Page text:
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British private schools in China under threat as new ‘patriotic’ law comes in

British private schools in China under threat as new ‘patriotic’ law comes in


A new “patriotic” education law is set to put a squeeze on British schools in China as Beijing steps up its efforts to tighten control of what is taught in its classrooms.

Less than five years ago, the Chinese and British media were full of reports about the “boom years” of British education in China. Elite British schools had seized the commercial opportunity of opening campuses to cater to wealthy Chinese families and the children of expats, and were opening new branches at a rapid clip.

But after the Covid pandemic severely battered China’s appeal to foreign teachers, and the country’s government began a renewed push, even for private schools, to focus on patriotism and national security in the curriculum, internationally recognised brands are starting to face significant challenges.

“The rapid growth in both the number of British-partnered schools and school brands is now over,” concluded a report from Venture Education, a consultancy, earlier this year.

In the past two years, several international private schools have closed, including Dulwich’s preschool in Shenzhen.

Julian Fisher, Venture Education’s co-founder, cautioned that reports of British brands’ terminal decline in China might be overblown. But as schools adapt to recent rules governing what children can be taught, and where, “the dust is settling on the regulations and making it clear where the red lines really are”.

Dulwich College has closed its preschool in Shenzhen. Photograph: Henry Nicholls/Reuters

On 1 January, China’s new patriotic education law will come into effect, further tightening the screws on classrooms in which part of the appeal is supposed to be western-style teaching. The law requires that “all levels and types of school shall have patriotic education permeate the entire course of school education, doing a good job of ideology and political theory courses, and having patriotic education integrated into all subjects”.

China has about 180,000 private education institutions, with more than 55.6 million enrolled students, according to the British Council. At the school and university level, 13% of students go to private institutions. In practice, some schools have already been incorporating the requirement for patriotic education into their curriculums.

One teacher at a private international school in Beijing, which is linked to a prestigious British institution, said that almost the whole history department left after the school started teaching a Chinese curriculum rather than an international one two years ago.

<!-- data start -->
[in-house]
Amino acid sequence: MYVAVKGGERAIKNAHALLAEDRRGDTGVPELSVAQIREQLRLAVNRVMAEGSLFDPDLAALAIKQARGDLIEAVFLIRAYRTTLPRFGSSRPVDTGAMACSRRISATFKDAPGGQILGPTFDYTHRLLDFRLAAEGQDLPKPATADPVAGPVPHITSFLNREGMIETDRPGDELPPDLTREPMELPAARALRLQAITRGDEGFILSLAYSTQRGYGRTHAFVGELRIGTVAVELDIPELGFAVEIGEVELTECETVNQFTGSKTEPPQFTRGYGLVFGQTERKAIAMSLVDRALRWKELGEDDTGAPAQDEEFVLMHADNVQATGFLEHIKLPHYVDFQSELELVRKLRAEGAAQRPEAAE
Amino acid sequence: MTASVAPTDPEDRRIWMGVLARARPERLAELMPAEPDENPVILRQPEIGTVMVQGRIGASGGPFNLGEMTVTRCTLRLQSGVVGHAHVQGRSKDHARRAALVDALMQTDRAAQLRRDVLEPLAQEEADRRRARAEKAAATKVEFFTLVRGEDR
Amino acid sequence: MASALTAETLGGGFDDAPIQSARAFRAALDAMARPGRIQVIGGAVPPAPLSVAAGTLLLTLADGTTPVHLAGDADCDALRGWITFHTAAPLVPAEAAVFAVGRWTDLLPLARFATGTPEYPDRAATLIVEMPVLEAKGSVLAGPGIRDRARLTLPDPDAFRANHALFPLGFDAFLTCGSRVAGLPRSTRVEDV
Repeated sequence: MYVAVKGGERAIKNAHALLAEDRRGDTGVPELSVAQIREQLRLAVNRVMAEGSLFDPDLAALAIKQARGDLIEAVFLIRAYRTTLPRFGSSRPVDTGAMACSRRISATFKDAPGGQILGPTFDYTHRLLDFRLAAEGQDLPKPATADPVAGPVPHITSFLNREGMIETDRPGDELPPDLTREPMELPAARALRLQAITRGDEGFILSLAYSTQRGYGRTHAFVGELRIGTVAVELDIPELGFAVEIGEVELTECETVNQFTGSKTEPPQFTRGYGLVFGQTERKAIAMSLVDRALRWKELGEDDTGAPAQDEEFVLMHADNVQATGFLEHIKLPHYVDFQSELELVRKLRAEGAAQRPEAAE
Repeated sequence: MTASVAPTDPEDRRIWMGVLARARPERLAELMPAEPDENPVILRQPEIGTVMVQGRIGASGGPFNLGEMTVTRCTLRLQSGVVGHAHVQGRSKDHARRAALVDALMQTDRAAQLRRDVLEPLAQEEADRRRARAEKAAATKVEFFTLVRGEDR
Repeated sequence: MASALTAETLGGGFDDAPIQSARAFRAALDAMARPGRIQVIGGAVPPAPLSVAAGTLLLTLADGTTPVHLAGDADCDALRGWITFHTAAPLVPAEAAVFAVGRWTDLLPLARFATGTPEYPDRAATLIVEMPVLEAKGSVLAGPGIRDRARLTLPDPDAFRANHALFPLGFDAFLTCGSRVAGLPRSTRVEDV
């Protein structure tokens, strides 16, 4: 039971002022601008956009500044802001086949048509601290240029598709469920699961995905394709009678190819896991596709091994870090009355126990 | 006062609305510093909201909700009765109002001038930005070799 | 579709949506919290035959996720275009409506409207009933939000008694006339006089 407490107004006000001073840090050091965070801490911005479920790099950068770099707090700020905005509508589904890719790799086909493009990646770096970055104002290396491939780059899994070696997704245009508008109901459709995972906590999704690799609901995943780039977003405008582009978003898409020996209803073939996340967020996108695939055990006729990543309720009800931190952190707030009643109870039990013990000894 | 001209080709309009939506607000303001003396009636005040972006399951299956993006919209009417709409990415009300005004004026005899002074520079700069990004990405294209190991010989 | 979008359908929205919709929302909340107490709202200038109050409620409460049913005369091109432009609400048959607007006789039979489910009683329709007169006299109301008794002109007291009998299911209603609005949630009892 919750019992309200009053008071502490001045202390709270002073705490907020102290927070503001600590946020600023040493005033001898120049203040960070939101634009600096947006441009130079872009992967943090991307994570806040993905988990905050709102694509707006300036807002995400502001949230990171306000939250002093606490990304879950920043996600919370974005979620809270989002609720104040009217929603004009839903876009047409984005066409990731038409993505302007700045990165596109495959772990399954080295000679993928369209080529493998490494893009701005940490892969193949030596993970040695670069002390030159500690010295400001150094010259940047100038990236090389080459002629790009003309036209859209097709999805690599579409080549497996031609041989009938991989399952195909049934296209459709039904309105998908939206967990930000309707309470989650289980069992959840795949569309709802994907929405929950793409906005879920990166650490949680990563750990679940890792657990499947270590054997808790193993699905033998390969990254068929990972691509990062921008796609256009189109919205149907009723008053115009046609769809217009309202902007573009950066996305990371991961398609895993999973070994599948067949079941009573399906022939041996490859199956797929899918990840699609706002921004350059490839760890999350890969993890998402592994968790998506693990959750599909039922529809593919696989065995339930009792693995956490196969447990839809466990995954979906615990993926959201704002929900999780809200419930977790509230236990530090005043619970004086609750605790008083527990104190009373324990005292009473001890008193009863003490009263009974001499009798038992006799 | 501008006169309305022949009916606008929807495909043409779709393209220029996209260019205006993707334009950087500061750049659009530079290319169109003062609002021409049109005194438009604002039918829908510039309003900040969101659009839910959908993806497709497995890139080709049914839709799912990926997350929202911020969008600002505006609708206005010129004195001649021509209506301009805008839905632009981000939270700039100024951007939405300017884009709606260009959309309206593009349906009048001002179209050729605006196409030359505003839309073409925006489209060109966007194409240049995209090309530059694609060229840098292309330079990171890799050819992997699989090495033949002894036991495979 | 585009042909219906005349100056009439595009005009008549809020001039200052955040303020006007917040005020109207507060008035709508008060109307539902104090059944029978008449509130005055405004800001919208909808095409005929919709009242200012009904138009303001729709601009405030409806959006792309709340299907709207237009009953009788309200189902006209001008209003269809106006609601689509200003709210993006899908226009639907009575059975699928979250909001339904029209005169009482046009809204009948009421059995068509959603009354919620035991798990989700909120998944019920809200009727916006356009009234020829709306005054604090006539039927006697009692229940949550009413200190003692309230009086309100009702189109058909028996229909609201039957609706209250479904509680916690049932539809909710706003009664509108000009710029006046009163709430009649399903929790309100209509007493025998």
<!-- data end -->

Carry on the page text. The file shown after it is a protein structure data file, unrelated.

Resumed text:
In the past two years, international collaboration in China has become more difficult in a range of sectors. This year, Beijing passed an anti-espionage law that prohibits the transfer of information relating to national security out of the country, spooking foreign businesses, which worried about the vague wording of the law.

A dedicated private education law was passed in 2021 to regulate a previously freewheeling industry, and international schools – which are divided into those that accept foreign nationals and those who admit Chinese students – will now be subject to more pressure because of wider educational reforms such as the patriotic education law.

On GlassDoor, a job review platform, one former head of department at Harrow Beijing wrote: “It has changed since I worked there and is now heavily state regulated, not an international school in practice any more.”

Harrow Beijing did not respond to a request for comment. The school was previously known as Harrow International Beijing, but on 1 September 2021, a new private education law came into effect, banning private schools that accepted Chinese nationals from including the name of overseas educational institutions in their name, or words such as “international” or “world”.

So Harrow International School became known as LiDe, although it still refers to Harrow on marketing materials. Several other schools went through similar transformations, denting their appeal to wealthy Chinese parents. Nanwai King’s College School Wuxi in Jiangsu, for example, became Wuxi Dipont School of Arts and Science. It is run by a Chinese education provider, but still advertises its links to King’s College School Wimbledon.

The private education law also stated that board members at private schools must be Chinese nationals, and banned the use of foreign teaching materials at the compulsory education level.

“At the 6-15 compulsory education level, China wants complete control over what and how its young people are being taught,” said Fisher.

Schools are instead having to focus on the British-style pastoral and extracurricular opportunities that they can offer wealthy Chinese children, rather than the possibility of having a western-style education.

That may be a turn-off for teachers as well as students. Recruiting foreign teachers to live in China has become increasingly difficult, especially since the zero-Covid era demonstrated how quickly living conditions in Chinese cities could sour. That has left the remaining teachers overstretched. “Morale is relatively low,” said the teacher in Beijing. “Everyone is exhausted.”



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